Rainy Season in Japanese Culture
The rainy season is an annual occurrence throughout Japan. The dates of the rainy season vary throughout the country, but on average, it occurs from June to July. Subtropical places such as Okinawa have an early rainy season from the beginning of May to the end of June. Northern areas such as the Tōhoku region experience a late rainy season from mid-June to late July. This goes for Japan’s metropolitan areas such as Tokyo and Kyoto as well. Hokkaido does not experience the rainy season.
The Japanese term for the rainy season is 梅雨 (つゆ). This translates to “plum rain” as it coincides with the ripening of plum trees. And while rain is common during the rainy season, it is not a constant downpour. During the peak season, there is on average a 50% chance of rain each day. Even so, the skies are often overcast and the sun only makes an occasional appearance.
The biggest symbol of Japan’s rainy season is the hydrangea since its blooming season coincides with the rainy season. Hydrangea in Japanese is 紫陽花 (アジサイ). These puffy bushels of flowers grow on bushes and come in beautiful shades of pink, purple, and blue. Their vibrant colors help to liven up the cloudy days, so they have become a much beloved symbol of this time of year.
Another flower that symbolizes the rainy season is the iris! Iris is Japanese is 菖蒲 (アヤメ). Like hydrangeas, irises bloom during the rainy season and reach their peak in mid-June. Irises are a beloved flower in Japan and have a long history in the country. They can be found throughout Japan and come in many colors. People enjoy the tradition of flower viewing during the rainy season, and irises are easy to find! They can be found blooming in parks, at temples and shrines, and in fields. Irises are also sometimes used to flavor wagashi!
Teru teru bōzu are a famous symbol of the rainy season. Teru teru bōzu, written as 照る照る坊主 (てるてるぼうず), means “shine shine monk.” They are handmade dolls made with white cloth, tissue, or paper that are hung with string near a window. They are meant to be talismans that bring about good weather. This tradition came from China and was adopted by Japanese farmers in feudal Japan. They are still made today, usually by children, and are easy to make. Two pieces of cloth or paper are needed. One piece is crumpled into a ball and the other then covers it. String is tied around the ball to create a ghost-like figure, and a face is added. There is even a warabe uta (童歌, わらべうた), a Japanese nursery rhyme, about teru teru bōzu. It begins, “Teru-teru-bōzu, teru bōzu, make tomorrow a sunny day…”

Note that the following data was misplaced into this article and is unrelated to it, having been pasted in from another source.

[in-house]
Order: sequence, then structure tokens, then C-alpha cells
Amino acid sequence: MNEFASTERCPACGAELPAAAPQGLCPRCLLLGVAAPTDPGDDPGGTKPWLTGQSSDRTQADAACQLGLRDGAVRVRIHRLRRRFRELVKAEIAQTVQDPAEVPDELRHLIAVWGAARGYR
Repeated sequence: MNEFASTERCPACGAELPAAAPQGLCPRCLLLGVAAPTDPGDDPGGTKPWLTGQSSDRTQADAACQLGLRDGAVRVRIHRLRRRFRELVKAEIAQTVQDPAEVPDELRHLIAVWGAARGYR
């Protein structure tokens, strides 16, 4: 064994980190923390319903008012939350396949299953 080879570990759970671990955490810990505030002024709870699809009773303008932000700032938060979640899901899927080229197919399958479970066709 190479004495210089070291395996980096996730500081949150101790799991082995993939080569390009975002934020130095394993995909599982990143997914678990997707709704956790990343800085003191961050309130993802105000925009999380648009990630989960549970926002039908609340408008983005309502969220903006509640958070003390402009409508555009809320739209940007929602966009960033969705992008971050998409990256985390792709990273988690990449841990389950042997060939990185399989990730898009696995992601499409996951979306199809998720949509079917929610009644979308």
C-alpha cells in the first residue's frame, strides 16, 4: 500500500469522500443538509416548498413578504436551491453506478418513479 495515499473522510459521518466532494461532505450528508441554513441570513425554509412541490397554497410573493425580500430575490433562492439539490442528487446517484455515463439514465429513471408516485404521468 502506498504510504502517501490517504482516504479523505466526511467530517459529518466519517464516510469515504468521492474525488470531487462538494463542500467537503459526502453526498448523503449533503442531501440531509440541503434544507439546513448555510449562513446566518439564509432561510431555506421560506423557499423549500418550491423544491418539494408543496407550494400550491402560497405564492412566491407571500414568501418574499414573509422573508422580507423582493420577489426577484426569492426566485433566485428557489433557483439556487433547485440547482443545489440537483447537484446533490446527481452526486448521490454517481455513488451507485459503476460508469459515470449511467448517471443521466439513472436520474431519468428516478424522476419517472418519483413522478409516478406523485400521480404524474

Fireflies enjoy humidity and moisture, so they come out in droves during June and July. Because of this, watching fireflies has become a common rainy season tradition, especially for children! The best time to see fireflies is during the evenings on days when it is no longer raining. Fireflies will shy away from light, so it is best to do it on nights when the moon is not out. Try not to use a flashlight or camera flash either! Fireflies are found throughout the country, and there are even festivals dedicated to them. These festivals include the Tsukiyono Firefly Village in Gunma and the Kugayama Firefly Festival in Tokyo. Some of the best spots to see fireflies in their natural habitat are Motosu Hotaru Park in Gifu, the Uchio Shrine in Hyōgo, and the Kushiro Shitsugen National Park in Hokkaido.
Once the rainy season has ended, Japan’s hot and humid summer rolls in. During this transition, it is common to begin to see–and hear–wind chimes. These wind chimes, known as furin (風鈴, ふりん) are a symbol of Japanese summer and the end of rainy season. These windchimes are made with a glass orb, a bell, and tanzaku (短冊, たんざく), a strip of colorful paper. They are then hung from the eaves of homes and buildings. When the wind blows, the furin chime, so the sound is associated with cool breezes in the summer heat. So, when you hear a furin chime, know that the rainy season is over and it’s time to grab your yukata and enjoy summertime in Japan!
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